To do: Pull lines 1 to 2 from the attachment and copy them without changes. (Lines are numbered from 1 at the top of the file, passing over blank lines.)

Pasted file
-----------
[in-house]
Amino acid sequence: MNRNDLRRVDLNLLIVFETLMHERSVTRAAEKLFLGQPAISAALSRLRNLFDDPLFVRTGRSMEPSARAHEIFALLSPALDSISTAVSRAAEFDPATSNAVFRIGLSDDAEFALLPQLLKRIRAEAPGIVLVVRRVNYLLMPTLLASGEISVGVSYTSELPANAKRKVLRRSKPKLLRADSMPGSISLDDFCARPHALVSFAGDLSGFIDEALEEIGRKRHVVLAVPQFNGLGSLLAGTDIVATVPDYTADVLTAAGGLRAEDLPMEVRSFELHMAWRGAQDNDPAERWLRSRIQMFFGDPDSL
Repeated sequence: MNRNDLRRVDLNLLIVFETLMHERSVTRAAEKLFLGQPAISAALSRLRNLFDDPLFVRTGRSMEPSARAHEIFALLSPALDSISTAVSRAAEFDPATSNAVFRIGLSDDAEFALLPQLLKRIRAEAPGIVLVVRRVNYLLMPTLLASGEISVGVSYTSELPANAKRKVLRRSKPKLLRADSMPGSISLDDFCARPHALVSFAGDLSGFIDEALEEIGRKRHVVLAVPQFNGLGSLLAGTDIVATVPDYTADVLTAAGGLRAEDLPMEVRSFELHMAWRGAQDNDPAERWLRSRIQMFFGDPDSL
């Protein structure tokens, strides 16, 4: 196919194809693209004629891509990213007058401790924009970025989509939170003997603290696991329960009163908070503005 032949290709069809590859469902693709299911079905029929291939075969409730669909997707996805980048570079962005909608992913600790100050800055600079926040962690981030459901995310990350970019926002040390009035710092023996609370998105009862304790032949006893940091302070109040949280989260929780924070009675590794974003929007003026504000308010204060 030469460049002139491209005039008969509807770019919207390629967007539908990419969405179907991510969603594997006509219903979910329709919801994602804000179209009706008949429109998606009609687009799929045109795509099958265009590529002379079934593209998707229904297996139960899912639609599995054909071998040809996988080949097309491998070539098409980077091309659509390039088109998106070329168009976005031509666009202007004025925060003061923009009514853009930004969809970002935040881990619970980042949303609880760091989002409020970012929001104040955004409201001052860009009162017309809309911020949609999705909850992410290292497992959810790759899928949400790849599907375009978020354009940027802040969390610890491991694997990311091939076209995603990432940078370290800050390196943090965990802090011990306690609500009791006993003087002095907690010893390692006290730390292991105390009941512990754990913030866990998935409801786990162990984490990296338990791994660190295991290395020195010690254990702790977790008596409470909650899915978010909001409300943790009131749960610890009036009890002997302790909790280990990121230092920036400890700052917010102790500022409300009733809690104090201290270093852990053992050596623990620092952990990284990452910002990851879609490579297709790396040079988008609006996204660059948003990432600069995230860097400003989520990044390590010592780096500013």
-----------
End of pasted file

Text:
[in-house]
Amino acid sequence: MNRNDLRRVDLNLLIVFETLMHERSVTRAAEKLFLGQPAISAALSRLRNLFDDPLFVRTGRSMEPSARAHEIFALLSPALDSISTAVSRAAEFDPATSNAVFRIGLSDDAEFALLPQLLKRIRAEAPGIVLVVRRVNYLLMPTLLASGEISVGVSYTSELPANAKRKVLRRSKPKLLRADSMPGSISLDDFCARPHALVSFAGDLSGFIDEALEEIGRKRHVVLAVPQFNGLGSLLAGTDIVATVPDYTADVLTAAGGLRAEDLPMEVRSFELHMAWRGAQDNDPAERWLRSRIQMFFGDPDSL